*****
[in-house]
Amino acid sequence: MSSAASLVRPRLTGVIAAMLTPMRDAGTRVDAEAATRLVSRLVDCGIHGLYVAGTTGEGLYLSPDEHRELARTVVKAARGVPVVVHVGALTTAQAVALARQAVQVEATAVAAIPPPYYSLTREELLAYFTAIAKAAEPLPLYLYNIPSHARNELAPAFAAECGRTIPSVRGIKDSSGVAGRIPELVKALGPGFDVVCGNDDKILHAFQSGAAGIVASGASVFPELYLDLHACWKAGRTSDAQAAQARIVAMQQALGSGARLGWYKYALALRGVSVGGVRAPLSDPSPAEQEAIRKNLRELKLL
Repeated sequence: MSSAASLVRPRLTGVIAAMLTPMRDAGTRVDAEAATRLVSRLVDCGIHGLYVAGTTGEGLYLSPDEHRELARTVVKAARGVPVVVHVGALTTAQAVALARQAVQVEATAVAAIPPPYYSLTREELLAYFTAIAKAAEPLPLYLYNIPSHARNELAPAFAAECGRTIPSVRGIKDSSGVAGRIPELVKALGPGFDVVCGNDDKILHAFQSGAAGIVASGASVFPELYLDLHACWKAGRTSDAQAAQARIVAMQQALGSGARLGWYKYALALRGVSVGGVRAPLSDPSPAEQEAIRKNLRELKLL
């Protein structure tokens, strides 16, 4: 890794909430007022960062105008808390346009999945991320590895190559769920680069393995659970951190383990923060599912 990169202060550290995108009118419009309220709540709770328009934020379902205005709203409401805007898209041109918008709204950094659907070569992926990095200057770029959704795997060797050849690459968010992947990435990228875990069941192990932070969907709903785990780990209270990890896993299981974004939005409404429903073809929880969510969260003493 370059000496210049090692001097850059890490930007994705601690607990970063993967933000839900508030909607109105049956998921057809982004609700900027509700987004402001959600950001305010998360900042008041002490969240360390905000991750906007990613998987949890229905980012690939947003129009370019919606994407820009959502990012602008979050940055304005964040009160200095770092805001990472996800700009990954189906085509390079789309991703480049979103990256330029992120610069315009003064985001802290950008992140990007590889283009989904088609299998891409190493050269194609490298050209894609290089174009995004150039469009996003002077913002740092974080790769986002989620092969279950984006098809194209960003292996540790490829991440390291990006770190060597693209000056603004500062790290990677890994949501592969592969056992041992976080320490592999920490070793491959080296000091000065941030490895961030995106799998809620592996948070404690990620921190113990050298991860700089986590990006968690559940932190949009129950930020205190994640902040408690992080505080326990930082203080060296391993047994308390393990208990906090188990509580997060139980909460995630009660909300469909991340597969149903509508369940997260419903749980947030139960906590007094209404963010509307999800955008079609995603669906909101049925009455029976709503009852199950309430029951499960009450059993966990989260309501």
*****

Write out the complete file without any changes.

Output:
[in-house]
Amino acid sequence: MSSAASLVRPRLTGVIAAMLTPMRDAGTRVDAEAATRLVSRLVDCGIHGLYVAGTTGEGLYLSPDEHRELARTVVKAARGVPVVVHVGALTTAQAVALARQAVQVEATAVAAIPPPYYSLTREELLAYFTAIAKAAEPLPLYLYNIPSHARNELAPAFAAECGRTIPSVRGIKDSSGVAGRIPELVKALGPGFDVVCGNDDKILHAFQSGAAGIVASGASVFPELYLDLHACWKAGRTSDAQAAQARIVAMQQALGSGARLGWYKYALALRGVSVGGVRAPLSDPSPAEQEAIRKNLRELKLL
Repeated sequence: MSSAASLVRPRLTGVIAAMLTPMRDAGTRVDAEAATRLVSRLVDCGIHGLYVAGTTGEGLYLSPDEHRELARTVVKAARGVPVVVHVGALTTAQAVALARQAVQVEATAVAAIPPPYYSLTREELLAYFTAIAKAAEPLPLYLYNIPSHARNELAPAFAAECGRTIPSVRGIKDSSGVAGRIPELVKALGPGFDVVCGNDDKILHAFQSGAAGIVASGASVFPELYLDLHACWKAGRTSDAQAAQARIVAMQQALGSGARLGWYKYALALRGVSVGGVRAPLSDPSPAEQEAIRKNLRELKLL
């Protein structure tokens, strides 16, 4: 890794909430007022960062105008808390346009999945991320590895190559769920680069393995659970951190383990923060599912 990169202060550290995108009118419009309220709540709770328009934020379902205005709203409401805007898209041109918008709204950094659907070569992926990095200057770029959704795997060797050849690459968010992947990435990228875990069941192990932070969907709903785990780990209270990890896993299981974004939005409404429903073809929880969510969260003493 370059000496210049090692001097850059890490930007994705601690607990970063993967933000839900508030909607109105049956998921057809982004609700900027509700987004402001959600950001305010998360900042008041002490969240360390905000991750906007990613998987949890229905980012690939947003129009370019919606994407820009959502990012602008979050940055304005964040009160200095770092805001990472996800700009990954189906085509390079789309991703480049979103990256330029992120610069315009003064985001802290950008992140990007590889283009989904088609299998891409190493050269194609490298050209894609290089174009995004150039469009996003002077913002740092974080790769986002989620092969279950984006098809194209960003292996540790490829991440390291990006770190060597693209000056603004500062790290990677890994949501592969592969056992041992976080320490592999920490070793491959080296000091000065941030490895961030995106799998809620592996948070404690990620921190113990050298991860700089986590990006968690559940932190949009129950930020205190994640902040408690992080505080326990930082203080060296391993047994308390393990208990906090188990509580997060139980909460995630009660909300469909991340597969149903509508369940997260419903749980947030139960906590007094209404963010509307999800955008079609995603669906909101049925009455029976709503009852199950309430029951499960009450059993966990989260309501």